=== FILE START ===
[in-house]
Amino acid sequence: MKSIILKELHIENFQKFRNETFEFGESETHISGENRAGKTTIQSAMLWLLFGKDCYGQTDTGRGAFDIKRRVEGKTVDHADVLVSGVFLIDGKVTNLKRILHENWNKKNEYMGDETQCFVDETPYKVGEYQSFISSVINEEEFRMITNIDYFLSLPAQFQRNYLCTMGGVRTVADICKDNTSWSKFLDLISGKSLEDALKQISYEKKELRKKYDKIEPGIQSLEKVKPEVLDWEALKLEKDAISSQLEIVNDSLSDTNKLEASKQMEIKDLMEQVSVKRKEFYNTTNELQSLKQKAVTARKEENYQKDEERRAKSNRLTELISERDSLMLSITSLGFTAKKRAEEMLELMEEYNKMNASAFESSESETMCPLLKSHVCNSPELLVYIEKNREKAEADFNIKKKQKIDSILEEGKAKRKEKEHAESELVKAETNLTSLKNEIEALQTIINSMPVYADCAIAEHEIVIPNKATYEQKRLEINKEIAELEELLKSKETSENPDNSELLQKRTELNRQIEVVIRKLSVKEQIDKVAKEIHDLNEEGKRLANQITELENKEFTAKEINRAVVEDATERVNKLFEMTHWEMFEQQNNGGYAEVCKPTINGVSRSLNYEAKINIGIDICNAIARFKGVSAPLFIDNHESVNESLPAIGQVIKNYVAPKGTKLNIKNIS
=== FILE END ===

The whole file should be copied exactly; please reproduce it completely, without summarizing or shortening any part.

[in-house]
Amino acid sequence: MKSIILKELHIENFQKFRNETFEFGESETHISGENRAGKTTIQSAMLWLLFGKDCYGQTDTGRGAFDIKRRVEGKTVDHADVLVSGVFLIDGKVTNLKRILHENWNKKNEYMGDETQCFVDETPYKVGEYQSFISSVINEEEFRMITNIDYFLSLPAQFQRNYLCTMGGVRTVADICKDNTSWSKFLDLISGKSLEDALKQISYEKKELRKKYDKIEPGIQSLEKVKPEVLDWEALKLEKDAISSQLEIVNDSLSDTNKLEASKQMEIKDLMEQVSVKRKEFYNTTNELQSLKQKAVTARKEENYQKDEERRAKSNRLTELISERDSLMLSITSLGFTAKKRAEEMLELMEEYNKMNASAFESSESETMCPLLKSHVCNSPELLVYIEKNREKAEADFNIKKKQKIDSILEEGKAKRKEKEHAESELVKAETNLTSLKNEIEALQTIINSMPVYADCAIAEHEIVIPNKATYEQKRLEINKEIAELEELLKSKETSENPDNSELLQKRTELNRQIEVVIRKLSVKEQIDKVAKEIHDLNEEGKRLANQITELENKEFTAKEINRAVVEDATERVNKLFEMTHWEMFEQQNNGGYAEVCKPTINGVSRSLNYEAKINIGIDICNAIARFKGVSAPLFIDNHESVNESLPAIGQVIKNYVAPKGTKLNIKNIS